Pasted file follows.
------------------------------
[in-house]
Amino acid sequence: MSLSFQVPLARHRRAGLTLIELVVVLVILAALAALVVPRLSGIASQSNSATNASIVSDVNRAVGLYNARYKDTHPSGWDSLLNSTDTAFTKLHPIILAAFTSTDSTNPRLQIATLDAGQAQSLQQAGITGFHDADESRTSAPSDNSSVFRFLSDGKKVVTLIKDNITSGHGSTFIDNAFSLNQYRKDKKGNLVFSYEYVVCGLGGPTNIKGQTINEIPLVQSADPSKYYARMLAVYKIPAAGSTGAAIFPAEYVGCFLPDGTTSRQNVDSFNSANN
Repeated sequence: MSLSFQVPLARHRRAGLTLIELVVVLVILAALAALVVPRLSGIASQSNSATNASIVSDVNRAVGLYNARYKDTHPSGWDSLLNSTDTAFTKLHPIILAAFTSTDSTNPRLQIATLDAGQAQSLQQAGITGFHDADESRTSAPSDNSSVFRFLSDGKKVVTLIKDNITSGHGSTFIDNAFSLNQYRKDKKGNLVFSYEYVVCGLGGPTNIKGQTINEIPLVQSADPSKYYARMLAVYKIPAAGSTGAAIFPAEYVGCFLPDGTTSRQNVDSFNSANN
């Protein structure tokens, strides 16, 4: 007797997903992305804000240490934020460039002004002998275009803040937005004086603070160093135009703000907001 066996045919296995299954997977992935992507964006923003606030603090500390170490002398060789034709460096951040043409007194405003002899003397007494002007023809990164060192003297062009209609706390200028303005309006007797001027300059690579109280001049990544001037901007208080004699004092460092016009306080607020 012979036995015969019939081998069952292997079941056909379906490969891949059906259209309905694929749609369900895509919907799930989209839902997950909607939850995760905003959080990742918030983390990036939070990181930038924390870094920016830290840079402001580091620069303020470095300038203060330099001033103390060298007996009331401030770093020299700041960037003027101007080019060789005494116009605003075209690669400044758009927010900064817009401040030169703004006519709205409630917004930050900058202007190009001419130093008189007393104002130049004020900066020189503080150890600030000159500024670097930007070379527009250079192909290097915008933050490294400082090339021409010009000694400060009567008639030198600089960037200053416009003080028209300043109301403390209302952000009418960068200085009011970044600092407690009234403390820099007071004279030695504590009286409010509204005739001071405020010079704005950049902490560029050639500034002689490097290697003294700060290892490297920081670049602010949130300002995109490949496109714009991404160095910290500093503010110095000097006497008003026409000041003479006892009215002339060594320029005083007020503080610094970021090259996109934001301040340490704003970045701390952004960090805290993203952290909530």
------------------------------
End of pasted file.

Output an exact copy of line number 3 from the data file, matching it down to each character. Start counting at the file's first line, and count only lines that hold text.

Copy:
Repeated sequence: MSLSFQVPLARHRRAGLTLIELVVVLVILAALAALVVPRLSGIASQSNSATNASIVSDVNRAVGLYNARYKDTHPSGWDSLLNSTDTAFTKLHPIILAAFTSTDSTNPRLQIATLDAGQAQSLQQAGITGFHDADESRTSAPSDNSSVFRFLSDGKKVVTLIKDNITSGHGSTFIDNAFSLNQYRKDKKGNLVFSYEYVVCGLGGPTNIKGQTINEIPLVQSADPSKYYARMLAVYKIPAAGSTGAAIFPAEYVGCFLPDGTTSRQNVDSFNSANN